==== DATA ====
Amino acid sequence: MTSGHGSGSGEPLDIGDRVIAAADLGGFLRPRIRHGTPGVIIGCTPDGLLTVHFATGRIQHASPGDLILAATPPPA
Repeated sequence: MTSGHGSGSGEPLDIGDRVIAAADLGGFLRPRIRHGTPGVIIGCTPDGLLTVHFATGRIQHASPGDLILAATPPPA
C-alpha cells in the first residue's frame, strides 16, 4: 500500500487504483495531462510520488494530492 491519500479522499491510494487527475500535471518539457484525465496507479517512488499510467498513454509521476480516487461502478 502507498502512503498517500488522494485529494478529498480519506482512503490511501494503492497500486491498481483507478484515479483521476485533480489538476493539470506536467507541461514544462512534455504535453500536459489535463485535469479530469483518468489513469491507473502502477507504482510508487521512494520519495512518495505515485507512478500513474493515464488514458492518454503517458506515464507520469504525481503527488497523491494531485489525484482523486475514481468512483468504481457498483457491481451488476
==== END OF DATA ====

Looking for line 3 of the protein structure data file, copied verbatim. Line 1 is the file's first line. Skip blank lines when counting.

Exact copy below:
C-alpha cells in the first residue's frame, strides 16, 4: 500500500487504483495531462510520488494530492 491519500479522499491510494487527475500535471518539457484525465496507479517512488499510467498513454509521476480516487461502478 502507498502512503498517500488522494485529494478529498480519506482512503490511501494503492497500486491498481483507478484515479483521476485533480489538476493539470506536467507541461514544462512534455504535453500536459489535463485535469479530469483518468489513469491507473502502477507504482510508487521512494520519495512518495505515485507512478500513474493515464488514458492518454503517458506515464507520469504525481503527488497523491494531485489525484482523486475514481468512483468504481457498483457491481451488476